I haven’t written a blog post for a while. The project I set myself – of educating the interested public in tax matters – ran aground on the banks of a disinterested public. However, I was so irritated at a piece of chicanery in yesterday’s budget that I was moved to pick up the metaphorical pen.
The biggest tax raising measure in the budget is the extension of the so-called Accelerated Payments Regime pursuant to which those engaged in particular types of alleged tax avoidance transaction stump up the disputed tax upfront rather than waiting for the courts to declare it payable. Just hold on, it gets interesting I promise.
The so-called ‘yield’ from this measure over the five year term for which HM Treasury forecasts is about £4bn give or take. That makes it the biggest single revenue raising measure in yesterday’s budget. It pays – or is said to pay – for 1p off a pint, a freeze in cider duty and a halving of bingo tax five times over.
Except it doesn’t.
The measure merely accelerates payments which would have been received in later years to earlier years. Tomorrow’s money today. So over, say, a ten year time-scale the measure would be yield neutral.* But over a five year time-scale, which is the only time-scale HM Treasury (publicly) looks at, it has a £4bn yield. So manipulate the time-scales and shazzam! you’ve manufactured a four billion quid budget give away. Much of it going to wealthy savers and the elderly.
Of course, if HM Treasury’s time-scales were wrong, such that, for example, the tax collected today would otherwise have been paid in year two or five rather than in year six or after as the forecasting anticipates, the measure would be revenue neutral even over a five year term.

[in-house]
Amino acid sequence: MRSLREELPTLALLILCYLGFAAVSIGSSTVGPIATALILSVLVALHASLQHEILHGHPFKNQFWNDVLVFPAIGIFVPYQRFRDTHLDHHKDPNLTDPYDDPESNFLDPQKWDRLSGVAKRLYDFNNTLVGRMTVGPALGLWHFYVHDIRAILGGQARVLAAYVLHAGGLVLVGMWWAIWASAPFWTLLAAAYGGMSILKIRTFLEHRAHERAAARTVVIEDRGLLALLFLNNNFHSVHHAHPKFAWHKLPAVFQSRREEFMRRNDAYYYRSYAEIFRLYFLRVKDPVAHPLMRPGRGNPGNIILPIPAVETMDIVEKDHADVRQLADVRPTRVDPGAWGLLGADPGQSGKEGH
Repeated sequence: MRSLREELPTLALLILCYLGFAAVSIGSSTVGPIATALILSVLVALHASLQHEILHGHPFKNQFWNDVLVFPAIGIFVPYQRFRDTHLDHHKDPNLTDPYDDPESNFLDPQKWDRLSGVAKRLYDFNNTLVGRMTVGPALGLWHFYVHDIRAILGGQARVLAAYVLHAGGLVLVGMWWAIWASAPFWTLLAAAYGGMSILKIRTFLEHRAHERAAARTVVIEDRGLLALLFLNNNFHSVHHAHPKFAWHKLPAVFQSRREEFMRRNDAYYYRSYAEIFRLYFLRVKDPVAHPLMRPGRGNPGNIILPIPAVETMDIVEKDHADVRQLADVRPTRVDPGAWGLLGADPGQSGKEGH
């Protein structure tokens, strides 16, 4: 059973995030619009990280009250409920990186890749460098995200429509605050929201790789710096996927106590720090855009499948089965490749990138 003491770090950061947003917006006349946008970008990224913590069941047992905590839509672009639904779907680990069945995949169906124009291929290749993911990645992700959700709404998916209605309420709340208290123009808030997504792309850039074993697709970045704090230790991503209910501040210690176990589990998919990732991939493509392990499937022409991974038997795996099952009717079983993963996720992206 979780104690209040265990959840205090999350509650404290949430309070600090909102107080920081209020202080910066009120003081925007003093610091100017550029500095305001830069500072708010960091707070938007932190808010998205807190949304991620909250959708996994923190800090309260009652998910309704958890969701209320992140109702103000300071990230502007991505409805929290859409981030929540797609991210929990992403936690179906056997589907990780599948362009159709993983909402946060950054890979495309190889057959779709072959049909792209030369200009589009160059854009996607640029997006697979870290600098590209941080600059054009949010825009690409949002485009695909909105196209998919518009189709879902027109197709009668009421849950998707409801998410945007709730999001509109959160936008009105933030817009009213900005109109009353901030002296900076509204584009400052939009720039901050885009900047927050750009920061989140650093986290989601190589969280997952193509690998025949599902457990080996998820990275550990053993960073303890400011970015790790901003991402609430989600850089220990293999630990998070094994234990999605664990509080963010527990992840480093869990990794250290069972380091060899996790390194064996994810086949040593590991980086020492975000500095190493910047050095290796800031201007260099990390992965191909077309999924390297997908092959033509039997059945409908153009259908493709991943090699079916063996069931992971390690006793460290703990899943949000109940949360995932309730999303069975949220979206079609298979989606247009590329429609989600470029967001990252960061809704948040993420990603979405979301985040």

Which makes this line in the Budget 2014 Policy Costings Document: “The main uncertainties in this costing relate to the… payment profile” (see page 37) really rather telling. Translated it means, we think we’ve magicked up £4bn but there’s a real risk about that.
*Actually, on one view it’s even worse than that. Once you factor in that the failed tax avoider who gets his fiscal come-uppance in year six has also to bear interest at a rate which substantially exceeds the Government’s borrowing rate, and that interest is foregone by Government if it gets the disputed tax now, the measure may be argued to be revenue net negative for Government.
There are quite a few measures in the Budget which reverse over time. Annual Investment Allowance is one which springs to mind which would have the opposite effect of reducing tax now whilst increasing revenue later.
I would suggest that you’d probably need to consider the net impact of all timing differences to identify whether we are, overall, spending tomorrow’s money today.
I would suggest that we probably are. Human nature being what it is, I guess the tendency is to bring forward revenue whilst deferring expense. I can only imagine that is exacerbated by political pressure.
And you’ve not even mentioned the fact that they may not actually win in court when the time comes! So it’s money that may not even be theirs
That is certainly so – although it’s also something taken into account by Treasury in calculating the so-called ‘yield’ (and so doesn’t quite go to my central point).
If HMRC don’t win in court, then you get the money back, with interest, as my post acknowledges.